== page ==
Social media researchers cautioned against jumping to conclusions based on the findings.
“They show that how you use it at any point in your life affects how your brain develops, but we don’t know how good or bad that is,” said Jeff Hancock, co-founder of Stanford Social. Media Lab, which was not involved in the study. Many other variables may contribute to these changes, he said.
“If these people join a new team—a hockey team or a volleyball team—do they begin to interact more socially?” he said. He added that researchers “are interested in the development of extroversion and that extroverts check their social networks more often.”
He described the paper as “a very complex piece of work” that adds to recent research showing that social media sensitivities vary from person to person.
“There are people with neurological conditions that mean they are more likely to be tested,” he said. “We’re not all the same, and we should stop thinking that social media is for everyone.”
Over the past decade, social media has reconfigured the central experience of adolescence, a period of rapid brain development.
Almost all American teenagers interact via social media, with 97% checking in daily and 46% saying they are “almost always online,” according to the Pew Research Center. Black and Latino youth spend more hours on social media than their white counterparts, according to research.
Researchers have documented a range of effects on children’s mental health. Some studies have linked social media use to depression and anxiety, while others have found few links. A 2018 study of lesbian, gay, and bisexual teens found that social media affirmed and supported them, while exposing them to hate speech.
Experts who reviewed the study said that because the researchers measured students’ social media use once, around age 12, it is impossible to know how it has changed. to rule out other factors that may affect the development of the brain over time.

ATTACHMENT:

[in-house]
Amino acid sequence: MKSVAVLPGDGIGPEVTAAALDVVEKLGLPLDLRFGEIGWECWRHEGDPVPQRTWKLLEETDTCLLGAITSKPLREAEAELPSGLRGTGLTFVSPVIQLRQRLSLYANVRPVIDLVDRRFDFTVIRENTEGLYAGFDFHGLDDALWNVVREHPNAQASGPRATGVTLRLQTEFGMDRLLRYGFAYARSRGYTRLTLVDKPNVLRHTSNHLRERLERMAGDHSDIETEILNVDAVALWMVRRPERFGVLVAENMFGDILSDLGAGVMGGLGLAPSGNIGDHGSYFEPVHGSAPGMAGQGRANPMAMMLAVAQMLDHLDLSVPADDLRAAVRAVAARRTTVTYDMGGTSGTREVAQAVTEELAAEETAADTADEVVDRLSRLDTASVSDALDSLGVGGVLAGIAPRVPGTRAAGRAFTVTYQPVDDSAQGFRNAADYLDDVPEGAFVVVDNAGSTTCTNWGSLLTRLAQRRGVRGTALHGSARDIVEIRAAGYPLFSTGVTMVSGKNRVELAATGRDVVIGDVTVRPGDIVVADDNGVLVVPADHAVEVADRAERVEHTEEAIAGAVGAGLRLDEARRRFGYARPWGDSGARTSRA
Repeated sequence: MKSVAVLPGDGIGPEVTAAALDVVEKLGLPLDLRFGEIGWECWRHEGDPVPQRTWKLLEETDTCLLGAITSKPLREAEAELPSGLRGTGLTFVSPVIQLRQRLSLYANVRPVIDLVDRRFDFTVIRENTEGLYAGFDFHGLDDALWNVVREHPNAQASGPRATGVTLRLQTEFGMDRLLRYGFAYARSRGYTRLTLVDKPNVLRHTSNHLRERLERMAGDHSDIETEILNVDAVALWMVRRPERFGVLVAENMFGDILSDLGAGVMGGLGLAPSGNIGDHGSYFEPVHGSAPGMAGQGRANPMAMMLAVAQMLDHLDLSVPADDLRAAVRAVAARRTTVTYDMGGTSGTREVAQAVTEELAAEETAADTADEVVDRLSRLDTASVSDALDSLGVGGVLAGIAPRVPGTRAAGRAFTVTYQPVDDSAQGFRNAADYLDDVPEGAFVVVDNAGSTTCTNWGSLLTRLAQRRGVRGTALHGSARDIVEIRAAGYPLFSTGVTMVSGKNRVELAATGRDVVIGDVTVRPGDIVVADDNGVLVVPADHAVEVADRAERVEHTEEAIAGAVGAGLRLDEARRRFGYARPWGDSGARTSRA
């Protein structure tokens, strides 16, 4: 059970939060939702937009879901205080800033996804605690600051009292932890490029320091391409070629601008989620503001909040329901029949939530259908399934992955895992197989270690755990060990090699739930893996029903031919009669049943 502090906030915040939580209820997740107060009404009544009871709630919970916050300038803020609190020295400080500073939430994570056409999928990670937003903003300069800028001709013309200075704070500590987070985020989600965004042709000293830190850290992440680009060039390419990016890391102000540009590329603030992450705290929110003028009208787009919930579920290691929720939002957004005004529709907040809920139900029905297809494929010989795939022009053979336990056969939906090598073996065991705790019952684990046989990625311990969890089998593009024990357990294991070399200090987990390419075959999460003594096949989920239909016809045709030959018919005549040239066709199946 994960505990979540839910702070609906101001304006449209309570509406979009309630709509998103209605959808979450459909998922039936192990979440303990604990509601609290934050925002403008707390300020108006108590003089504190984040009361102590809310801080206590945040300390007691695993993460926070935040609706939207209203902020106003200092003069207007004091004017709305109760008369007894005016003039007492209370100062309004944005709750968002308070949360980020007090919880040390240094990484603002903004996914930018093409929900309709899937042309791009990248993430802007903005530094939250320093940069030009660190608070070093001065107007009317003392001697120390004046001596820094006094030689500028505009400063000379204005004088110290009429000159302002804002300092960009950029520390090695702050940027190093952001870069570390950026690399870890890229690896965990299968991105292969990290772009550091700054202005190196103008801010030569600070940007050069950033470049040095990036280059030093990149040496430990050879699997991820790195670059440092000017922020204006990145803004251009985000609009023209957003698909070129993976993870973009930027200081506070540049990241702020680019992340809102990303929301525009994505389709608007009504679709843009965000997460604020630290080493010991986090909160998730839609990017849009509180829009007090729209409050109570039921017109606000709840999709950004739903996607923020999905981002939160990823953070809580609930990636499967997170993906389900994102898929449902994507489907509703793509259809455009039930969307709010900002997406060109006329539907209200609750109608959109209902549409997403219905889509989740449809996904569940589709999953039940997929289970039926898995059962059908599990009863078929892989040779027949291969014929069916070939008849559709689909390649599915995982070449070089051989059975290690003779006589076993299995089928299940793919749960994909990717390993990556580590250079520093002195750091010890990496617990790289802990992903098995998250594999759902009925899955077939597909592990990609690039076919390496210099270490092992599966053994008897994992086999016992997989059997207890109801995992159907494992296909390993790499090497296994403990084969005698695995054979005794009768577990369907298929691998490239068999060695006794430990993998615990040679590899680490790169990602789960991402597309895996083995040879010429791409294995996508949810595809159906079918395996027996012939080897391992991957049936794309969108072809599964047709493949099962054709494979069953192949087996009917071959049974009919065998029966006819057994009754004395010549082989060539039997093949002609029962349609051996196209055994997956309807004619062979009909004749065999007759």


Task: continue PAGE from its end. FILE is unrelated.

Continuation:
Without more information about other aspects of students’ lives, “it’s hard to tell how different brain development is from checking social media,” says brain development specialist Adriana Galvan. teenagers at the University of California, Los Angeles, who did not participate in the study.
Jennifer Pfeiffer, a professor of psychology at the University of Oregon and co-director of the National Research Council on Adolescence, says, “All experiences are accumulated and reflected in the brain.
“I think you want to put it in that context,” he said. “So many other experiences teenagers have are changing the brain, so we don’t want to get into a moral panic that social media use is changing the teenage brain.
One of the study’s authors, Dr. Telzer, described sensitivity to social feedback as “neither good nor bad.”
“It helps them connect with others and get rewards from things that are common in their social world, social interactions online,” he said.
“This is the new normal,” he added. “It’s important to understand how this new digital world affects teenagers. It can be related to changes in the brain, but it can be good or bad. We don’t necessarily know the long-term consequences yet.